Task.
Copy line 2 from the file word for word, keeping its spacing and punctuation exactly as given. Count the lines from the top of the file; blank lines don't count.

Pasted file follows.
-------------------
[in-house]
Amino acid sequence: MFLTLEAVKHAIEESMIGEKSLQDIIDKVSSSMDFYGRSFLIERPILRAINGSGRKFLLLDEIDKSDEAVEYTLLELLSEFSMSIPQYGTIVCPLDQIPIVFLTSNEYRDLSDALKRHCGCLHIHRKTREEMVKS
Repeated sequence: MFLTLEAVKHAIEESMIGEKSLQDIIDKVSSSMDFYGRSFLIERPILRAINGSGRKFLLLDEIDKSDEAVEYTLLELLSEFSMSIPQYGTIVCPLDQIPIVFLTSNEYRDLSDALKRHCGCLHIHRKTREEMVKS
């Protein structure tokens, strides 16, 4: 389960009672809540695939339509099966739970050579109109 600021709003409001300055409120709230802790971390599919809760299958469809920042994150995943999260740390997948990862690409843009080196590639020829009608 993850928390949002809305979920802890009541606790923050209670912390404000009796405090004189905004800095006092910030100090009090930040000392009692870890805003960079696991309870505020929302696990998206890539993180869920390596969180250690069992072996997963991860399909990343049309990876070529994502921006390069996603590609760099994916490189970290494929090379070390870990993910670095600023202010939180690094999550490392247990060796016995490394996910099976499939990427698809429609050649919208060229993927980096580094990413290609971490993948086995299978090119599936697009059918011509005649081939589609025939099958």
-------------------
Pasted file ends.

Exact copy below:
Amino acid sequence: MFLTLEAVKHAIEESMIGEKSLQDIIDKVSSSMDFYGRSFLIERPILRAINGSGRKFLLLDEIDKSDEAVEYTLLELLSEFSMSIPQYGTIVCPLDQIPIVFLTSNEYRDLSDALKRHCGCLHIHRKTREEMVKS